I think he’s talking particularly about Reformed with a capital ‘R’ – but this would certainly apply to the broad emphasis in Evangelicalism on the sermon.

    Sidenote: I was recently shocked to find how many sermons some listen to online during the week. I can’t but believe this contributes to the problem you’re describing.

  9. Go to some Al Anon meetings and just listen.

  10. For me, the music, (and I do appreciate the work, time and effort put into the preparation of the weekly service by the worship leader and the team) is most necessary to sustain my weekly walk. Of course, as a musician, I also apply it to my life personally, at home, on a daily basis.

    It is all important, the reading, studying, praying, listening but I must admit, and I may be wrong, that the music in corporate and private worship is the most life-giving part of my walk. It has been for decades. I wonder if it will change when I get old.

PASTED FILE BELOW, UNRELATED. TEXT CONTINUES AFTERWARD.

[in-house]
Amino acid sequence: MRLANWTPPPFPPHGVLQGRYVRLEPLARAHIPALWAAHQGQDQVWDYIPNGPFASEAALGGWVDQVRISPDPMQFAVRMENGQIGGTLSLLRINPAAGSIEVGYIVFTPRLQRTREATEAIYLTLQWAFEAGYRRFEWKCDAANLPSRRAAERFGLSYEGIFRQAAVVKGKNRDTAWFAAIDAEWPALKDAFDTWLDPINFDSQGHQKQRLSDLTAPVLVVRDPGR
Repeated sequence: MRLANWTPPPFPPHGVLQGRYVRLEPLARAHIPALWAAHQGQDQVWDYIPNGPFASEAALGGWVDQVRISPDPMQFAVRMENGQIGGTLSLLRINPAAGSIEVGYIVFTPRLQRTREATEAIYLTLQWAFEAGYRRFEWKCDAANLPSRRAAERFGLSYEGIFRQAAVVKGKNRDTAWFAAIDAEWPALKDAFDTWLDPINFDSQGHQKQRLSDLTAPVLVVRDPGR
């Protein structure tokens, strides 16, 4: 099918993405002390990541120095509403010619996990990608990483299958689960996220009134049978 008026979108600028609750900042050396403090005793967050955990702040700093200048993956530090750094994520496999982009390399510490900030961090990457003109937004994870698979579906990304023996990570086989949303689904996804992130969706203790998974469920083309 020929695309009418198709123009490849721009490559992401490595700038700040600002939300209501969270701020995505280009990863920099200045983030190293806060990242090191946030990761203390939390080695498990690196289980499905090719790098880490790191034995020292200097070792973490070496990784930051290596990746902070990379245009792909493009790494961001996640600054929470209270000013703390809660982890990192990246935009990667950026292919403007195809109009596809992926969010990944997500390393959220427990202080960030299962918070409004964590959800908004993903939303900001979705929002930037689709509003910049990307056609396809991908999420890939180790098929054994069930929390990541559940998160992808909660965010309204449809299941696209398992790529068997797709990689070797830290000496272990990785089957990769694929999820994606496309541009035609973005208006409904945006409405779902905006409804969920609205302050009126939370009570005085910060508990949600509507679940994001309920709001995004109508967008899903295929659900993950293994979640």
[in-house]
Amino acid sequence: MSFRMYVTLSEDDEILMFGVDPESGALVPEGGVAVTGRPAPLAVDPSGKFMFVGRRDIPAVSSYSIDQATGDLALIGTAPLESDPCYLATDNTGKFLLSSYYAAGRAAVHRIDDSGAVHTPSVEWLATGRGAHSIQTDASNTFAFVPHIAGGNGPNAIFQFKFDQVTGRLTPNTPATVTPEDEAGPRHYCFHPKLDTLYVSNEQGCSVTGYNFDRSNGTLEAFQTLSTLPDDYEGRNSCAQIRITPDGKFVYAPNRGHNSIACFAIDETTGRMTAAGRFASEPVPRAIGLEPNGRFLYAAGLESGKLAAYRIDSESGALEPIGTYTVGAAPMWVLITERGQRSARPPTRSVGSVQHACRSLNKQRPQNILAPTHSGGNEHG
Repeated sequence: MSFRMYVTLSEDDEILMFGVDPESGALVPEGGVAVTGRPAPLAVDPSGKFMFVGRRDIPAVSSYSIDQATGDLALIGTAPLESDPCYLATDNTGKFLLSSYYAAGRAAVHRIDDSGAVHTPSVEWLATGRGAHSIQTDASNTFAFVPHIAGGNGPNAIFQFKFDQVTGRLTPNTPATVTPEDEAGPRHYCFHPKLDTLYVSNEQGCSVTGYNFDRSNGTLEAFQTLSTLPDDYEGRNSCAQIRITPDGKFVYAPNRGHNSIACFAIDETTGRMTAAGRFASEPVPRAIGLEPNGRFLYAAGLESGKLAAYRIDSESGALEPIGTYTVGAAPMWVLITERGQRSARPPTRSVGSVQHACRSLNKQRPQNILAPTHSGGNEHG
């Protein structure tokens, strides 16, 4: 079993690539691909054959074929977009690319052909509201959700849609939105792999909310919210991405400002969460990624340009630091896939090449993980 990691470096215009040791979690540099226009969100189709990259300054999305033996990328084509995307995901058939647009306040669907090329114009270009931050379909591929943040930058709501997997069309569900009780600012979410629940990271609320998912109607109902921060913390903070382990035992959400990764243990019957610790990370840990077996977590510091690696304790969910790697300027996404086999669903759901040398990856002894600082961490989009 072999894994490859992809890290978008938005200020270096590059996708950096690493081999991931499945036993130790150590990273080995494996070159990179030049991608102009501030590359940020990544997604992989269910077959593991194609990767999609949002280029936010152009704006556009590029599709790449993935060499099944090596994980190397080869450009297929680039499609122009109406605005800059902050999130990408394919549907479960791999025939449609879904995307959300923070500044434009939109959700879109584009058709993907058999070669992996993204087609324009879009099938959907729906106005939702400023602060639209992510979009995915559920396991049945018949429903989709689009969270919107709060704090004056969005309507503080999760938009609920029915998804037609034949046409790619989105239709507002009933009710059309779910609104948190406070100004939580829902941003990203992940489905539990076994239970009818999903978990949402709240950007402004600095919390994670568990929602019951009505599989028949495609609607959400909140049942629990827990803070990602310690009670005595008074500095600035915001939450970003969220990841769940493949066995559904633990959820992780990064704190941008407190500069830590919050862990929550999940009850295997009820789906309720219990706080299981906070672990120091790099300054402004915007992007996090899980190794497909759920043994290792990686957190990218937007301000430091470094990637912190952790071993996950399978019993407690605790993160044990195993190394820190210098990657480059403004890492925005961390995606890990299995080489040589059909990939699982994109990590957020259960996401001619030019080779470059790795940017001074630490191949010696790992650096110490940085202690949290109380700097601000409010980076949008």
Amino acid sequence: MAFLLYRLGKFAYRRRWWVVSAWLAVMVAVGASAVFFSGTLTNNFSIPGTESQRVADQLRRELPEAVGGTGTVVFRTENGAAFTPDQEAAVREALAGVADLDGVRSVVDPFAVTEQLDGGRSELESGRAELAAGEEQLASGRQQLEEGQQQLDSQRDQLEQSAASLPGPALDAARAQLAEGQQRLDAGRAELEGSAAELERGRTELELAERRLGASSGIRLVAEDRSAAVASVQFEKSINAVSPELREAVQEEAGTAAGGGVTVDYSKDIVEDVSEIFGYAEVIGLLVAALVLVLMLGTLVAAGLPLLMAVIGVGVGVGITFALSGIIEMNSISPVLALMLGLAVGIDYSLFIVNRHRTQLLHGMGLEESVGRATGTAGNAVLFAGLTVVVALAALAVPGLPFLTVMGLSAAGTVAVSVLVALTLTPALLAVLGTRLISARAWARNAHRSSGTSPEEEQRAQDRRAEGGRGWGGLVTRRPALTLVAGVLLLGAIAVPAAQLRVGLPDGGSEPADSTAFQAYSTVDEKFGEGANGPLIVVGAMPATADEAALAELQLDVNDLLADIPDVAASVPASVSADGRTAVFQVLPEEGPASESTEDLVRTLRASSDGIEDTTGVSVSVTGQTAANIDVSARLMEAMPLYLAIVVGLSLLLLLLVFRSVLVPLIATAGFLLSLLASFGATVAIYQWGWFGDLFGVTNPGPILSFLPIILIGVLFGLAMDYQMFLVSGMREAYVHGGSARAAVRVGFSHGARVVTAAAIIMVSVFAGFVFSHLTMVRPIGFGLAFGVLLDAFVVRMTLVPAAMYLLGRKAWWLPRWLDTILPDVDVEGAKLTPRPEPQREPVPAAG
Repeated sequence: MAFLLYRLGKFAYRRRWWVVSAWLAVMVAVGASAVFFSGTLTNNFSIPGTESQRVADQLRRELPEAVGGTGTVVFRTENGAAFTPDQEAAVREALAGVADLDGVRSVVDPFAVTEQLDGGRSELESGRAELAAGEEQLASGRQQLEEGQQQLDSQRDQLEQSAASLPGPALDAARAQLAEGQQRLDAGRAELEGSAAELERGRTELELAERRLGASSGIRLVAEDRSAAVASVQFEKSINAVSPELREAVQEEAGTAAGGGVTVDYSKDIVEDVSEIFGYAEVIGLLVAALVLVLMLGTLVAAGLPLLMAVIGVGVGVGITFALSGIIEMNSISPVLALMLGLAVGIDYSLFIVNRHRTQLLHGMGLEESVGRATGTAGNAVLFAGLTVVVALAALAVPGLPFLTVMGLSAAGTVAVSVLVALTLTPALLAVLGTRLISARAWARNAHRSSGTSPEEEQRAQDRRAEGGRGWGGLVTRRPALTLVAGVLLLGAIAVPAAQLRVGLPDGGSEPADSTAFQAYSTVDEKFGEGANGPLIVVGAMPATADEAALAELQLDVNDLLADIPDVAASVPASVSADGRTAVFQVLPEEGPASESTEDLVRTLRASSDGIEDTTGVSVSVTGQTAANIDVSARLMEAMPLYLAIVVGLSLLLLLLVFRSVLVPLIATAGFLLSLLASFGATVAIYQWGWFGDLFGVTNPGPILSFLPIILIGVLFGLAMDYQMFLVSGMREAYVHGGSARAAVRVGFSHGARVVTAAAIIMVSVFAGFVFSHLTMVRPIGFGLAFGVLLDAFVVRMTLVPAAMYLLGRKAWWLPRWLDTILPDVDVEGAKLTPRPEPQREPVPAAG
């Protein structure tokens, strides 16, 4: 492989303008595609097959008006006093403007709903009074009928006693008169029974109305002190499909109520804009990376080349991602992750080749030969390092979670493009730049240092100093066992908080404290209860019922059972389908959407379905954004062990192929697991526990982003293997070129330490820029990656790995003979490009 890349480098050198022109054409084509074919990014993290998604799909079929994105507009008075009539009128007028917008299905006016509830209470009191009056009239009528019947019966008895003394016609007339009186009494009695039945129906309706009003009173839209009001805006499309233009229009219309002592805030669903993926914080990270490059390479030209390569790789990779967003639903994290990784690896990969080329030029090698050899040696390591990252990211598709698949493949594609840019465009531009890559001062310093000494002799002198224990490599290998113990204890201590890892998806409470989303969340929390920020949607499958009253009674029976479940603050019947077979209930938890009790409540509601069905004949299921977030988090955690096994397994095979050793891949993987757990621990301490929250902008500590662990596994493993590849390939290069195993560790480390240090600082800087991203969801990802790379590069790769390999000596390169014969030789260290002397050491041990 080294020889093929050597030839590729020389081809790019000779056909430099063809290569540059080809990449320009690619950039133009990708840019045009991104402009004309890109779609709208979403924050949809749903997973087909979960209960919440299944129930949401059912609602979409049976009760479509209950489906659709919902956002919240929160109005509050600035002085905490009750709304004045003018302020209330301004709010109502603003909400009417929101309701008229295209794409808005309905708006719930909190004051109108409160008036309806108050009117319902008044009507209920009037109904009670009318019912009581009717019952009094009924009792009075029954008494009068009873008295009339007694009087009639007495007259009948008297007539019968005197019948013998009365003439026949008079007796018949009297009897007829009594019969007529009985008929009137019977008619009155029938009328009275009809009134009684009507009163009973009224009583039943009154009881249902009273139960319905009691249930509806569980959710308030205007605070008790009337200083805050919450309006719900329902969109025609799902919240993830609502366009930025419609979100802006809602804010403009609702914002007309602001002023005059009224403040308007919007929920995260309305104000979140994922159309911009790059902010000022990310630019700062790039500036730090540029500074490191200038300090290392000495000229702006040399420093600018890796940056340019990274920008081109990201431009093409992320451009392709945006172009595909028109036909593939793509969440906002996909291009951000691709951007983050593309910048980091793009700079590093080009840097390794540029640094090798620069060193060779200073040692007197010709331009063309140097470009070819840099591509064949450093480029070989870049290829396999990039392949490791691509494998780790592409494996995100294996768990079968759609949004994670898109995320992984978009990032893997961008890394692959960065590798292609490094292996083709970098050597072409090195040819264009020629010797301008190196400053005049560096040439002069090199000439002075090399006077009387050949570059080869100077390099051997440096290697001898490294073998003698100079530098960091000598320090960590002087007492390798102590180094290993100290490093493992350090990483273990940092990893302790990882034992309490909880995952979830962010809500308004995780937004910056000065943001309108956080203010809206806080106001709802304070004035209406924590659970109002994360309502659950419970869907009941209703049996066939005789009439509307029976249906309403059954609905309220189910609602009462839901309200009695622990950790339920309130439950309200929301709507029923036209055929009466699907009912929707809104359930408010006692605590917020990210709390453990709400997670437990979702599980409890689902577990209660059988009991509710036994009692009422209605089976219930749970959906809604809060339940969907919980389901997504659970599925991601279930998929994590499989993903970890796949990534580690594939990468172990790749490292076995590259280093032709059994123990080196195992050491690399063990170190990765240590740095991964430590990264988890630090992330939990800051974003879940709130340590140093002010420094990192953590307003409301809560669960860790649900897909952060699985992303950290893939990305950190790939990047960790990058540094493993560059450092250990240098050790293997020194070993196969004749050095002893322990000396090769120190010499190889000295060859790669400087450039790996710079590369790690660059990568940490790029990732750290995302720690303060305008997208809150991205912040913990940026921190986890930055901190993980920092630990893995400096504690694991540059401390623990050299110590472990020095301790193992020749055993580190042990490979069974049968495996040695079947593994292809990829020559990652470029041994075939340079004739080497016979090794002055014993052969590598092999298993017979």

11. Beautiful, iMonk.

    Is cyberspace the only place on earth where such fellowship can be found?

  12. “Some of us will finally say good-bye to this insanity. Some of us will stay, but we will not be listening anymore. Some of us will discover others ways, other paths, other pilgrims and friends.”

    Dear Contemporary American Evangelicalism,

    I have said good-bye. I am not listening. I am discovering new ways.

    I don’t think I ever left you, but you left me. Or maybe it just took me awhile to understand what you are all about.

    You are not evil, just misguided; just heading in the wrong direction. You are of the world, but not in it. And I cannot find nourishment in soil that has no history, reverence, liturgy, tradition, Biblical or theological depth, true aesthetic, or organic relationship to real life.

    When I seek Good News, I am offered moralism. When I seek wisdom, I am given the “Left Behind” series. When I ask how I may grow and become spiritually formed in Christ, I am given an 8-week program in “discipleship”. When I ask how I may serve as Jesus served, I am only told about work within the temple, never among my neighbors. When I express my doubts, you run and hide. When I lament my circumstances and God’s silence, you tell me to have faith. When I fail, you have no idea what to do with me. When I long to feel connected to God’s people in all ages and around the world, you cannot grasp what I am asking.